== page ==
All the important information is present, and laid out in a heirarchy that leaves no question unanswered, even at a glance. To wit: Tom Hanks and Adrian Zmed are starring in a movie called "Bachelor Party." Tom Hanks is the groom (they cannily put him in a tuxedo to indicate this). His zany friends (mouths agape / brandishing alcoholic beverages) are rarin' to go, but Hanks appears shocked, perhaps even reluctant to participate in the bacchanalia, which adroitly suggests a rich emotional backstory (one that the film delivered on in spades). Also clearly communicated is that women will be present, presumably in a state of undress, as conveyed by the stocking-clad female's legs in the foreground. With this, the viewer is informed that the women in this film will be "rarin' to go" as well. In other words, tits & ass will be served, presumably in copious amounts.

The type choice could hardly be considered an afterthought, either. It is colorful and bouyant. Direct, yet celebrational. It clearly says "party." The streamers and confetti are more examples of the tiny-yet-not-inconsequential brushstrokes that bring this rich canvas to life.

Taken in totality, the message is undeniably clear: some crazy shit is about to go down.

Design students and would-be-practitioners, study this well and take note.

Monday, October 16, 2006

I'm torn

I'm in the market for some new shoes. But I'm tired of rocking the same old New Balance sneakers, so I decided to get some ape shoes. You know, the shoes worn in the "Planet of the Apes" series of that are molded with a thumb-like digit on the side to make it look like the wearer has ape feet. Here's where my dilemma comes in.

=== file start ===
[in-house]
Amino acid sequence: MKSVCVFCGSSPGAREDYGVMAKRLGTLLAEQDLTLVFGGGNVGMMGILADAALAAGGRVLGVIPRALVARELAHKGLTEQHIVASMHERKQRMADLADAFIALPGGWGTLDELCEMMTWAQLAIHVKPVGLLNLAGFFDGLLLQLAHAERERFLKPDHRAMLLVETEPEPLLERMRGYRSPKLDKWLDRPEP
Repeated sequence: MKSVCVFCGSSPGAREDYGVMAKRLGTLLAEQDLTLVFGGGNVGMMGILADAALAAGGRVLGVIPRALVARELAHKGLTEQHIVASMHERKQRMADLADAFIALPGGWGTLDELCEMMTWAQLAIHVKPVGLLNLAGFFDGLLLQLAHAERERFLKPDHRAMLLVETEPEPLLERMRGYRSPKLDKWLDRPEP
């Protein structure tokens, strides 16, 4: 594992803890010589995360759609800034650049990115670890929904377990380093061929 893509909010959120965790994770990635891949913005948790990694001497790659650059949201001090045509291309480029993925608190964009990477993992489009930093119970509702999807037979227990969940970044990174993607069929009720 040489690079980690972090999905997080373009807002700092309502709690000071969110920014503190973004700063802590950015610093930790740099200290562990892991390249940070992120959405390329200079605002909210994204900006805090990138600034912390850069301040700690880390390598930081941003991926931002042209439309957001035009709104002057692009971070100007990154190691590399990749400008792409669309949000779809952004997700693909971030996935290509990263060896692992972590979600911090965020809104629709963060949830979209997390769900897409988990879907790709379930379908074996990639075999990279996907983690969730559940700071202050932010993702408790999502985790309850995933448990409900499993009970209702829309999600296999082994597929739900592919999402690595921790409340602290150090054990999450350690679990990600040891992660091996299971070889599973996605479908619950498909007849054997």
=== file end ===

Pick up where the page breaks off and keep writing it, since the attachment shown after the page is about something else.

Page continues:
Pictured above are the chimp feet (chimps being the scientists and citizens in the films), which clearly look ape-like. But they're made of suede, a material which isn't exacty famous for being resilient to the elements, a concern since I reside in the midwest. Also, I'm not super-enthused by the Peter Pan-esque green color they come in, as I believe for the most part that shoes should be black or brown.

And here are some boots, as worn by the gorillas, the soldiers / military arm of industrial-agro ape complex, which certainly fit my boot-wearing idiom. But to be honest they look more like camel feet. Camel toes, if you will. But being constructed of traditional leather, they would certainly wear better than the sueded chimp feet, and also look better with denim, my pant fabric of choice.

I'm clearly going to have to give this some more thought.

Thursday, October 12, 2006

Hail Samson

As this year marks the 25th anniversary of his passing, I thought I should take a minute to pay my respects to Samson, the mammoth gorilla who ruled the Milwaukee County Zoo from 1950-1981. Samson was truly a Milwaukee icon, easily besting other pretenders to the throne such as Bob Uecker, The Culligan Man and "Bowling Game" host Howard "One Nut" Guernette (look it up). Samson was featured on mugs, t-shirts city bus passes, etc...they even showed him on the local evening news eating special holiday meals year after year. Dude ruled that 'burg. And when he died, it was front page news. And I mean lead story, right-under-the-masthead front page news.